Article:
First off, let me say I hate Garlic and Sapphires. Yes, I love the book. But damnit! I gained 10 pounds while listening to the audio book! And that is not one word of a lie. 10 freaking pounds! I mean, if it was a paper edition and I ate the stupid thing I could understand. But it was audio! I just had to sit and listen!
I picked this book as an antidote to Girl Boy Girl, about a woman who dressed as a young man transitioning to become a woman. I’d have enough of the “who am I” melodrama, and wanted something warm and comforting for the cold morning walks to work. How I managed to choose a book about a food critic who dressed up as other women in order to dine in disguise is beyond me.
So, Garlic and Sapphires by Ruth Reichl, read, according to the audio book cover, by the author. Except within the first 15 seconds we are told it is read by Bernadette Dunn. Maybe that’s Ruth’s real name, maybe it’s another persona of Ruth’s, maybe it’s some hapless professional reader who isn’t getting the credit she deserves for making cooking recipes sound interesting. Not sure.
But what I am sure about is, Ruth loves food. I mean, loves, like
if you love it that much why don’t you marry it?
She loves to eat, she loves to experience eating, she loves restaurants and she loves to share her knowledge about food, which makes Garlic and Sapphires an absolutely enjoyable book.
I love books, but just reviewing the plot is not my style: I want to convey what the book actually meant, felt like, changed within me. And with Ruth, just reviewing the food is never enough either. Using snippets of daily life, overheard conversations and passion, she tells you what it is like to actually eat the food, explore the scary-looking restaurants and eat with passion.
Ruth was, for a time, the restaurant critic for the New York Times. Have I mentioned I don’t read the Times? Or restaurant reviews? Unless I need to check the local Board of Health for restaurant health code violations. Anyway, I digress.
The book chronicles her decision to join the Times, her experiences at the restaurants and, most importantly, her decision to wear disguises while doing so. If you ever wanted proof that women, certain kinds of women, are treated differently in restaurants, consider the tales in Garlic and Sapphires.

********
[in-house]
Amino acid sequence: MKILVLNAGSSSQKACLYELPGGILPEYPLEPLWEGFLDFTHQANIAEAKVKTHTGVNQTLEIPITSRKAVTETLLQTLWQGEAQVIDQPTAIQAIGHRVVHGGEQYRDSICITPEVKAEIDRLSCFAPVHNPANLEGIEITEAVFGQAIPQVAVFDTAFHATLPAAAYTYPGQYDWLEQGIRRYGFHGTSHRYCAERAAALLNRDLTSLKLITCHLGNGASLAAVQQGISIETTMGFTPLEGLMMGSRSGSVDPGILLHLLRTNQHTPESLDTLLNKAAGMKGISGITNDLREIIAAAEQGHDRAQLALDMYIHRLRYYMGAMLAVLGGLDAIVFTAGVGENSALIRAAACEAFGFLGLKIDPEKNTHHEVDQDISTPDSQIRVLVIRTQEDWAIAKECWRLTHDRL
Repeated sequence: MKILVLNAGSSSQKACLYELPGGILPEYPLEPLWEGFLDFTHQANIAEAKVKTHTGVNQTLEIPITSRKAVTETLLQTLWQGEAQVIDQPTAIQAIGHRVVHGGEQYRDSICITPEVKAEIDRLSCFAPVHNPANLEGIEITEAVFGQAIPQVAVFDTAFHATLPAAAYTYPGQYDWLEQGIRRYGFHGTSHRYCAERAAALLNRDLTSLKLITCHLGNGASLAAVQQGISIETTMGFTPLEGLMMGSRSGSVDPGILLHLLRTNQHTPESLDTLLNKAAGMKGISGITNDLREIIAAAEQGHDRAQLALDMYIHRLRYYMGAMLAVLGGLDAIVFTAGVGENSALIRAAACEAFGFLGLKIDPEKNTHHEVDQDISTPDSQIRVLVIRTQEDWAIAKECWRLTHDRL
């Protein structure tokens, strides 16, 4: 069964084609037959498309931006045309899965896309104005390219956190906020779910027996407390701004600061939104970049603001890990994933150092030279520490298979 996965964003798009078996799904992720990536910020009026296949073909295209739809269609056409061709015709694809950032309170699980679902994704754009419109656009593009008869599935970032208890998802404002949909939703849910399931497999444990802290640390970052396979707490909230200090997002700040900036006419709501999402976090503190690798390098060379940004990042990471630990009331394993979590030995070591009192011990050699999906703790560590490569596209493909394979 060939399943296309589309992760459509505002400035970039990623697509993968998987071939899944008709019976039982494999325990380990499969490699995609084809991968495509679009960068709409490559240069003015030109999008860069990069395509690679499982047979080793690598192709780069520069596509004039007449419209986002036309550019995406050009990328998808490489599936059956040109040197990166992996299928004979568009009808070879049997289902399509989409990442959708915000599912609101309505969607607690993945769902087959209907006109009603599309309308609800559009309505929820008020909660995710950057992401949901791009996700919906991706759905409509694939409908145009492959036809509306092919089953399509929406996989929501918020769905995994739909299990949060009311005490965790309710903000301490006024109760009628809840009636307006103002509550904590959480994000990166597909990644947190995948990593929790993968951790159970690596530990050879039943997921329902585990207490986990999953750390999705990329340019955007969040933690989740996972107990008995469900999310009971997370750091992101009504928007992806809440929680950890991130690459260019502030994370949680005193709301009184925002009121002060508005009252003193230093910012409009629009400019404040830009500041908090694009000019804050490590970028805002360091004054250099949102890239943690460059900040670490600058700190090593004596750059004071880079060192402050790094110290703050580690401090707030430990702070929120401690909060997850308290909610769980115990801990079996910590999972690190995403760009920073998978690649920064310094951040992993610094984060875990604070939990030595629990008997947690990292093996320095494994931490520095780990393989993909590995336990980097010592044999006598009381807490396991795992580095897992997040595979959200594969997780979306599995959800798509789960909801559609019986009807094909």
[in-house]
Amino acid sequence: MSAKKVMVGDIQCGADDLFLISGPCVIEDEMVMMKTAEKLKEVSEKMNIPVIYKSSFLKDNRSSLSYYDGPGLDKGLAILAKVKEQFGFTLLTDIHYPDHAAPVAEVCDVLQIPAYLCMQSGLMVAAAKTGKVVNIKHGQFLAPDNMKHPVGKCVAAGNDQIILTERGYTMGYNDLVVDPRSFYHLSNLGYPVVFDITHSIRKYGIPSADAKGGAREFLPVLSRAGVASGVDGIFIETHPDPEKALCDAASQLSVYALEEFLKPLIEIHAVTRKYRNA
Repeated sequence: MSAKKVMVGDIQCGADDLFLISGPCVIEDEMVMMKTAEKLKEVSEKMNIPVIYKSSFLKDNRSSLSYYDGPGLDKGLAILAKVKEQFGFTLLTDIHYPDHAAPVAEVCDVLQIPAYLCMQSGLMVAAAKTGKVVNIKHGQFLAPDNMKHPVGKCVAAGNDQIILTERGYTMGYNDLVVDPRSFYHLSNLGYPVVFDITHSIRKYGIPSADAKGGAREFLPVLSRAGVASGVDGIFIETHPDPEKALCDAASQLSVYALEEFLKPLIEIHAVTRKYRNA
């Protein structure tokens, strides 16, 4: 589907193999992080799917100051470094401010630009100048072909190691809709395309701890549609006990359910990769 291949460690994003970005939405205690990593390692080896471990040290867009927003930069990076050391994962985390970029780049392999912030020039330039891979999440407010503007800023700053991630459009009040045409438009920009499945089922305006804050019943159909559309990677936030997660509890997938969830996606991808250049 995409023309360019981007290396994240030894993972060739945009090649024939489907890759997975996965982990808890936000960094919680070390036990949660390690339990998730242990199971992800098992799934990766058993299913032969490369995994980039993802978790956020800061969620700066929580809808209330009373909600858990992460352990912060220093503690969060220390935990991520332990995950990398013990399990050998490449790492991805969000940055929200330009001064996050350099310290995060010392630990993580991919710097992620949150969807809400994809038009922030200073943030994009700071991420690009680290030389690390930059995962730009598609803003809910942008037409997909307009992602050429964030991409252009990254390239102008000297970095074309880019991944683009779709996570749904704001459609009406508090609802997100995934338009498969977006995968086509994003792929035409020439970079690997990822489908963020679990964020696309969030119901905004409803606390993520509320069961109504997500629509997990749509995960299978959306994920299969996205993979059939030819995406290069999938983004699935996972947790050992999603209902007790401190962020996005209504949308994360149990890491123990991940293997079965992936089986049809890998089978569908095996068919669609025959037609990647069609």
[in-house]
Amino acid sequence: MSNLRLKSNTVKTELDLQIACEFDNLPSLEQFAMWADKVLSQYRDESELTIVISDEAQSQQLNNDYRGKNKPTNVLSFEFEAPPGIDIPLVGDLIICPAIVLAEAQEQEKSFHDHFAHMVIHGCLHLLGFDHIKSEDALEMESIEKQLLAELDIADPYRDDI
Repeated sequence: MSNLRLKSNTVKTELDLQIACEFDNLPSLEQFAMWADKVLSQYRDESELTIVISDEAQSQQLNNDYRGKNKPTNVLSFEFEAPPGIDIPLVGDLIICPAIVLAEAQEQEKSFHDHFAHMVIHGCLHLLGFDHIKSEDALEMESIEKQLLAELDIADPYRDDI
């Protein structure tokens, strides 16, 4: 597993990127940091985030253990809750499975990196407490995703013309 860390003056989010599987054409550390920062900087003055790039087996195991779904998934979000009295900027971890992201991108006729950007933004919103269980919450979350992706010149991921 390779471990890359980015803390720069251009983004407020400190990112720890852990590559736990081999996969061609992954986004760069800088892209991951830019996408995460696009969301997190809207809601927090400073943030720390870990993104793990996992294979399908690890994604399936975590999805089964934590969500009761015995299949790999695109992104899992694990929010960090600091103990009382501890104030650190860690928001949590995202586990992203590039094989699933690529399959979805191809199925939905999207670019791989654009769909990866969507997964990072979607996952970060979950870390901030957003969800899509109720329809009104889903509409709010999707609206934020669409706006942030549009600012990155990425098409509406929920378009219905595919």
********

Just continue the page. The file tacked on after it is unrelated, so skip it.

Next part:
She would buy wigs and different outfits and then channel her inner hippie/old lady/bitch/fancy-lady while dining at various restaurants. This gave Ruth the opportunity to experience a restaurant as a “real person,” or any number of “real people,” and then as the much-pampered critic; thus she would compare the food, the service, and the guests with whom she dined.
Many of the book’s chapters take their titles from the characters she became: “Chloe,” “Betty,” and “Brenda.” Brenda remains one of my favourite characters and stories in the book, because she is older and broken down and, average. And trust me, fancy restaurants don’t want older, broken down, average women.
Much more than a book about restaurants, it’s a book about privilege and society, and about the journey Ruth takes to find the pieces of herself in the food she eats and the company she keeps. This is a book about life with food and food with life.
Other Ruth Reichl Books:
- Mmmmm: A Feastiary (cookbook), (1972)
- Tender at the Bone: Growing Up at the Table (memoir) (1998)
- Comfort Me with Apples: More Adventures at the Table (memoir) (2001)
- Garlic and Sapphires: The Secret Life of a Critic in Disguise (memoir) (2005)
- The Gourmet Cookbook: More Than 1000 Recipes (2006)
- Not Becoming My Mother: and Other Things She Taught Me Along the Way (2009)
- Gourmet Today: More than 1000 All-New Recipes for the Contemporary Kitchen (2009)
- For You, Mom. Finally. (2010; first published under the title Not Becoming My Mother)
- Delicious! (novel) (2014)
- My Kitchen Year: 136 Recipes That Saved My Life (2015)